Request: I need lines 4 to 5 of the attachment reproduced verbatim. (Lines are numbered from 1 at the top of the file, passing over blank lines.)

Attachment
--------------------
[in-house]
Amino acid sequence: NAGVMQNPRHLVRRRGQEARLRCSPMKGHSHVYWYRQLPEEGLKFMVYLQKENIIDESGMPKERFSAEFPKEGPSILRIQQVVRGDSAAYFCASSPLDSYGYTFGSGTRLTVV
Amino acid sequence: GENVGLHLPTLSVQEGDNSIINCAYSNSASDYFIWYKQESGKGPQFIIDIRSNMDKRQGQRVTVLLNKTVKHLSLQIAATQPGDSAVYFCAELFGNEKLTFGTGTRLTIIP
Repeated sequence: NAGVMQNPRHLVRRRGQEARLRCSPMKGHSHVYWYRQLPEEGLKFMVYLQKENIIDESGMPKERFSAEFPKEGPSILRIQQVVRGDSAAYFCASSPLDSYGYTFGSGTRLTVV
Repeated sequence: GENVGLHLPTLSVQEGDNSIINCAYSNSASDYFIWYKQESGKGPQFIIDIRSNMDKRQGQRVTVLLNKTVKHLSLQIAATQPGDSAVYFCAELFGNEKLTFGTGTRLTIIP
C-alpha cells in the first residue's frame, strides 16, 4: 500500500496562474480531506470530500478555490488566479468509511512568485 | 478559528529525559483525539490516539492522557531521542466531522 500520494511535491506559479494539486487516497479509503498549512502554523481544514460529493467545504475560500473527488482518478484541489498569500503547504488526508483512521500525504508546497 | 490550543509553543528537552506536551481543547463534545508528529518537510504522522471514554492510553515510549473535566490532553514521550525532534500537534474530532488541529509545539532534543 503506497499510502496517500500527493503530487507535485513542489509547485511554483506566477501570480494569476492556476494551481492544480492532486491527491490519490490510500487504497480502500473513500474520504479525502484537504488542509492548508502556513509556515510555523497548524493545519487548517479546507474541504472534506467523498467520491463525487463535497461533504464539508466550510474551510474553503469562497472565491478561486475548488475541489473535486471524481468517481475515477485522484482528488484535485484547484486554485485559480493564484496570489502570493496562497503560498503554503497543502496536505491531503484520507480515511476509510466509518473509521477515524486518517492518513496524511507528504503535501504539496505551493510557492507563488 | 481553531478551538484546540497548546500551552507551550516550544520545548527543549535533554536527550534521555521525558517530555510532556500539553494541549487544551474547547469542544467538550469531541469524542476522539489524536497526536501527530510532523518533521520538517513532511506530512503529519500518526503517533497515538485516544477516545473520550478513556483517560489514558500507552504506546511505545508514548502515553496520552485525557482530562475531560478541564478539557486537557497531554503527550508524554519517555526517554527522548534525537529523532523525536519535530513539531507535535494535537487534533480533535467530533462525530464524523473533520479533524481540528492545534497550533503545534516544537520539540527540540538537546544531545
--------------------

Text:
Repeated sequence: NAGVMQNPRHLVRRRGQEARLRCSPMKGHSHVYWYRQLPEEGLKFMVYLQKENIIDESGMPKERFSAEFPKEGPSILRIQQVVRGDSAAYFCASSPLDSYGYTFGSGTRLTVV
Repeated sequence: GENVGLHLPTLSVQEGDNSIINCAYSNSASDYFIWYKQESGKGPQFIIDIRSNMDKRQGQRVTVLLNKTVKHLSLQIAATQPGDSAVYFCAELFGNEKLTFGTGTRLTIIP